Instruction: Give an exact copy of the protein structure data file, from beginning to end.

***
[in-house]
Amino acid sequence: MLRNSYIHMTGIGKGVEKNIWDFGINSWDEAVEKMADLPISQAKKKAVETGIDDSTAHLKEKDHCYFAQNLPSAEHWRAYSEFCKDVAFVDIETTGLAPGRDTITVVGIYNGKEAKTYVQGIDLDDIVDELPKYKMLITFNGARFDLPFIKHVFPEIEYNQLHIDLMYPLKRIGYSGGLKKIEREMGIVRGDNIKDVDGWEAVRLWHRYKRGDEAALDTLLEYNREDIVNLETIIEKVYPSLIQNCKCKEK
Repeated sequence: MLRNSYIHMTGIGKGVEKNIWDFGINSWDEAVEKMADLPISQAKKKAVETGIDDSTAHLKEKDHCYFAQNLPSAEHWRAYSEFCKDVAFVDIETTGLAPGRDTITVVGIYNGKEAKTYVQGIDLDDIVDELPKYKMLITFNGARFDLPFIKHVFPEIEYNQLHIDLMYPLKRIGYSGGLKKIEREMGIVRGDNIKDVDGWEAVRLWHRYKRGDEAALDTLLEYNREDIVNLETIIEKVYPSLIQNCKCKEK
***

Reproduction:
[in-house]
Amino acid sequence: MLRNSYIHMTGIGKGVEKNIWDFGINSWDEAVEKMADLPISQAKKKAVETGIDDSTAHLKEKDHCYFAQNLPSAEHWRAYSEFCKDVAFVDIETTGLAPGRDTITVVGIYNGKEAKTYVQGIDLDDIVDELPKYKMLITFNGARFDLPFIKHVFPEIEYNQLHIDLMYPLKRIGYSGGLKKIEREMGIVRGDNIKDVDGWEAVRLWHRYKRGDEAALDTLLEYNREDIVNLETIIEKVYPSLIQNCKCKEK
Repeated sequence: MLRNSYIHMTGIGKGVEKNIWDFGINSWDEAVEKMADLPISQAKKKAVETGIDDSTAHLKEKDHCYFAQNLPSAEHWRAYSEFCKDVAFVDIETTGLAPGRDTITVVGIYNGKEAKTYVQGIDLDDIVDELPKYKMLITFNGARFDLPFIKHVFPEIEYNQLHIDLMYPLKRIGYSGGLKKIEREMGIVRGDNIKDVDGWEAVRLWHRYKRGDEAALDTLLEYNREDIVNLETIIEKVYPSLIQNCKCKEK